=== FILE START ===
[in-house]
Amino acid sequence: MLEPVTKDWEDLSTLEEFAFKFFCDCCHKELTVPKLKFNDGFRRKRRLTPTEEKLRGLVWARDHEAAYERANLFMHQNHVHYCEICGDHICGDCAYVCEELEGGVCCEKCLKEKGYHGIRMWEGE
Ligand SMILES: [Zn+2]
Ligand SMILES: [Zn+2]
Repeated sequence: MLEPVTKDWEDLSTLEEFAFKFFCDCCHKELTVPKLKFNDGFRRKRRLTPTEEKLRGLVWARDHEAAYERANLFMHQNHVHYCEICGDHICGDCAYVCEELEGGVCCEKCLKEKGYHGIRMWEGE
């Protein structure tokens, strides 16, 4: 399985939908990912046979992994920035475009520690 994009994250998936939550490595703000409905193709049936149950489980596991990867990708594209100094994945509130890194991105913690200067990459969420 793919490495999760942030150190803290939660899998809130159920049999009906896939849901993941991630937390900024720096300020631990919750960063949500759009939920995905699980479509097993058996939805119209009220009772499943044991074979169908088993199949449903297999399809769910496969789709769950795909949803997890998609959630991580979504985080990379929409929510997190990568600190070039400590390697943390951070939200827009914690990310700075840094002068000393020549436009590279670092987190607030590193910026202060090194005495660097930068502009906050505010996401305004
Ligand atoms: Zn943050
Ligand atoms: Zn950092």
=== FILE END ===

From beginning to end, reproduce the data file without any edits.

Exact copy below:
[in-house]
Amino acid sequence: MLEPVTKDWEDLSTLEEFAFKFFCDCCHKELTVPKLKFNDGFRRKRRLTPTEEKLRGLVWARDHEAAYERANLFMHQNHVHYCEICGDHICGDCAYVCEELEGGVCCEKCLKEKGYHGIRMWEGE
Ligand SMILES: [Zn+2]
Ligand SMILES: [Zn+2]
Repeated sequence: MLEPVTKDWEDLSTLEEFAFKFFCDCCHKELTVPKLKFNDGFRRKRRLTPTEEKLRGLVWARDHEAAYERANLFMHQNHVHYCEICGDHICGDCAYVCEELEGGVCCEKCLKEKGYHGIRMWEGE
């Protein structure tokens, strides 16, 4: 399985939908990912046979992994920035475009520690 994009994250998936939550490595703000409905193709049936149950489980596991990867990708594209100094994945509130890194991105913690200067990459969420 793919490495999760942030150190803290939660899998809130159920049999009906896939849901993941991630937390900024720096300020631990919750960063949500759009939920995905699980479509097993058996939805119209009220009772499943044991074979169908088993199949449903297999399809769910496969789709769950795909949803997890998609959630991580979504985080990379929409929510997190990568600190070039400590390697943390951070939200827009914690990310700075840094002068000393020549436009590279670092987190607030590193910026202060090194005495660097930068502009906050505010996401305004
Ligand atoms: Zn943050
Ligand atoms: Zn950092």